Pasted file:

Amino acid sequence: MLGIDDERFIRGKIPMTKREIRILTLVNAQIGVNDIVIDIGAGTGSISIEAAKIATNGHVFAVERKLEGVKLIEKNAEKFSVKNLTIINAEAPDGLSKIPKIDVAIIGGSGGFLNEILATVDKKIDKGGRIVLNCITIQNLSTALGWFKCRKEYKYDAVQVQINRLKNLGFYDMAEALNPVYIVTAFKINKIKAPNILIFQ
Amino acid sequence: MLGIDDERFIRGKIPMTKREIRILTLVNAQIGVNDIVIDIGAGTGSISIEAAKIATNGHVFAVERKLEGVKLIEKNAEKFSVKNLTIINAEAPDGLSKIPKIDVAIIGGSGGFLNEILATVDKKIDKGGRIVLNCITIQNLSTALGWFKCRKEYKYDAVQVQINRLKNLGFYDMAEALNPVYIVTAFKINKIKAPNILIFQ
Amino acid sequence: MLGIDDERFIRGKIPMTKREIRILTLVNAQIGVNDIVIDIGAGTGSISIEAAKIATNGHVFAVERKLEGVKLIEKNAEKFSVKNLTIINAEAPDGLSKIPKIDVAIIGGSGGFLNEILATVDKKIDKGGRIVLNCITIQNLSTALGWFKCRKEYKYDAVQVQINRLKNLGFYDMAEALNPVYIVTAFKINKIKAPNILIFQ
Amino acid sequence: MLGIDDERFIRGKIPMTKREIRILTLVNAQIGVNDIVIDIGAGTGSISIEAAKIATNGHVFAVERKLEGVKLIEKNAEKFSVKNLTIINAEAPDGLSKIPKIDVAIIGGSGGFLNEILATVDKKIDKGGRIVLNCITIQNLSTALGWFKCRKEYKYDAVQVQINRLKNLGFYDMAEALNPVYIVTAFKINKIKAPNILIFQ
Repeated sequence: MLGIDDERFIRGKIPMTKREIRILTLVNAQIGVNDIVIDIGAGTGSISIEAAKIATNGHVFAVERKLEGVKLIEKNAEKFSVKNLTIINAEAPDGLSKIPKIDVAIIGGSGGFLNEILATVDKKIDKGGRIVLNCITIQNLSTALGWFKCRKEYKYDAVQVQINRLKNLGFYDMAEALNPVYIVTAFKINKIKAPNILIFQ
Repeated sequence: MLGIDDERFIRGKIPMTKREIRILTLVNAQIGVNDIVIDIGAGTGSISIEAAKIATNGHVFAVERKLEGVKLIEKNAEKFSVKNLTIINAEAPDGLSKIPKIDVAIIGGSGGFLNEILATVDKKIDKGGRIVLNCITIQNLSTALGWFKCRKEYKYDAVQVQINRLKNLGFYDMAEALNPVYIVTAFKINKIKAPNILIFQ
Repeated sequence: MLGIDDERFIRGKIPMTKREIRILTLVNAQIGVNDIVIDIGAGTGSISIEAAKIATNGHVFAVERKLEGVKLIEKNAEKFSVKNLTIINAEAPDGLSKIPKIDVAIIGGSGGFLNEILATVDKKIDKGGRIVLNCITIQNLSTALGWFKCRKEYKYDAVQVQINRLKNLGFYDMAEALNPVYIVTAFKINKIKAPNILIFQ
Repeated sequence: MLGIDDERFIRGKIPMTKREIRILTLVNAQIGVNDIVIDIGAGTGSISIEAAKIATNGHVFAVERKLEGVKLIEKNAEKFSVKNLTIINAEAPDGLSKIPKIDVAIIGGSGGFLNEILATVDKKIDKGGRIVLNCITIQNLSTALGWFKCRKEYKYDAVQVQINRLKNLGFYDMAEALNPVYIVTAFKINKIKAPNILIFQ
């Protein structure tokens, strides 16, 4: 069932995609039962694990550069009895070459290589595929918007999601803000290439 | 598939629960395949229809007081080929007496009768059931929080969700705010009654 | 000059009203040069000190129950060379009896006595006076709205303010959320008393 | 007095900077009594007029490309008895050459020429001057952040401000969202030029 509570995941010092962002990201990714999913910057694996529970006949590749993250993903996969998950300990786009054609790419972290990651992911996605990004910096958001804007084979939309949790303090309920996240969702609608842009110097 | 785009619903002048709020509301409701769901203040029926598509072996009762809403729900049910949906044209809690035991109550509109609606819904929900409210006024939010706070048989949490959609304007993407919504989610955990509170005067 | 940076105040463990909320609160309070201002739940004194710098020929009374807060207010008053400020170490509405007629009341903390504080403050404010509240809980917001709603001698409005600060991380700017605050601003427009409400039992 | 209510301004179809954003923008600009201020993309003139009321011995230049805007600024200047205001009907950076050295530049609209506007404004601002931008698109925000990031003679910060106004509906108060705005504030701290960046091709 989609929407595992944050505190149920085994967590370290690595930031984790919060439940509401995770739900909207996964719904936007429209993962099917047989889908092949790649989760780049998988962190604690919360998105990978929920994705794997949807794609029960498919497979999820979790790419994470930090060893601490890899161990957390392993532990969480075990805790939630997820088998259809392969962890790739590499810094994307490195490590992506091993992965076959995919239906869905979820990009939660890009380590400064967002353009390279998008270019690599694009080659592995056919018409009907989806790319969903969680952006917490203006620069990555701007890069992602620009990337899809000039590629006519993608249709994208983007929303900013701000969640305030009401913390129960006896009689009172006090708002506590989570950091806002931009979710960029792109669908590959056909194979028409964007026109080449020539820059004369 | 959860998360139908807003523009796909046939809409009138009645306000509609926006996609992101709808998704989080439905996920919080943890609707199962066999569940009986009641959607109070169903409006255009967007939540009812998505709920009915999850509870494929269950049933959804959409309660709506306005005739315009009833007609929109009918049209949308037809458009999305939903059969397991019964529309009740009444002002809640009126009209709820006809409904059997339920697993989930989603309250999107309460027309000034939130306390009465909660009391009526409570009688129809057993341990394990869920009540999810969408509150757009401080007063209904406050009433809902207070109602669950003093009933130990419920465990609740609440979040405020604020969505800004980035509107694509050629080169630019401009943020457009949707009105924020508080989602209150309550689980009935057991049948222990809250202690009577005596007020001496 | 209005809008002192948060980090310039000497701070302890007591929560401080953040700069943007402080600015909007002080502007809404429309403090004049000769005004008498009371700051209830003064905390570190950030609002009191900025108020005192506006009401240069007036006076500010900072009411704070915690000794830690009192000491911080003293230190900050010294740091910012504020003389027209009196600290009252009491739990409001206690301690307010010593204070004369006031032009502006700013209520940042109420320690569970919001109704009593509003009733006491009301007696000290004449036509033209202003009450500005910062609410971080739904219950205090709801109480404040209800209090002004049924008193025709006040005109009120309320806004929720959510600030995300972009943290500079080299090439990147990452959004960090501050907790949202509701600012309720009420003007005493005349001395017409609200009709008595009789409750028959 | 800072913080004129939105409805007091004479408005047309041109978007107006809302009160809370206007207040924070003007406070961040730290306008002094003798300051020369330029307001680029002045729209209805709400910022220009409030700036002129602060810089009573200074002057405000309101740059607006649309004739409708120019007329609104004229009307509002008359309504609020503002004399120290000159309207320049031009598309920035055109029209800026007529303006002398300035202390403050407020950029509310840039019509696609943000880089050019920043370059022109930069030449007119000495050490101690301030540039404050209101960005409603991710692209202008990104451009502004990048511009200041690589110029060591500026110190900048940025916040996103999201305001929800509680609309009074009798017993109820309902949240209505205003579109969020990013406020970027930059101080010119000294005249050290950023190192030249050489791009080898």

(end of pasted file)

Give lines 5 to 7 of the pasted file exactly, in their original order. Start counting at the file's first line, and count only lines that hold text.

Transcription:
Repeated sequence: MLGIDDERFIRGKIPMTKREIRILTLVNAQIGVNDIVIDIGAGTGSISIEAAKIATNGHVFAVERKLEGVKLIEKNAEKFSVKNLTIINAEAPDGLSKIPKIDVAIIGGSGGFLNEILATVDKKIDKGGRIVLNCITIQNLSTALGWFKCRKEYKYDAVQVQINRLKNLGFYDMAEALNPVYIVTAFKINKIKAPNILIFQ
Repeated sequence: MLGIDDERFIRGKIPMTKREIRILTLVNAQIGVNDIVIDIGAGTGSISIEAAKIATNGHVFAVERKLEGVKLIEKNAEKFSVKNLTIINAEAPDGLSKIPKIDVAIIGGSGGFLNEILATVDKKIDKGGRIVLNCITIQNLSTALGWFKCRKEYKYDAVQVQINRLKNLGFYDMAEALNPVYIVTAFKINKIKAPNILIFQ
Repeated sequence: MLGIDDERFIRGKIPMTKREIRILTLVNAQIGVNDIVIDIGAGTGSISIEAAKIATNGHVFAVERKLEGVKLIEKNAEKFSVKNLTIINAEAPDGLSKIPKIDVAIIGGSGGFLNEILATVDKKIDKGGRIVLNCITIQNLSTALGWFKCRKEYKYDAVQVQINRLKNLGFYDMAEALNPVYIVTAFKINKIKAPNILIFQ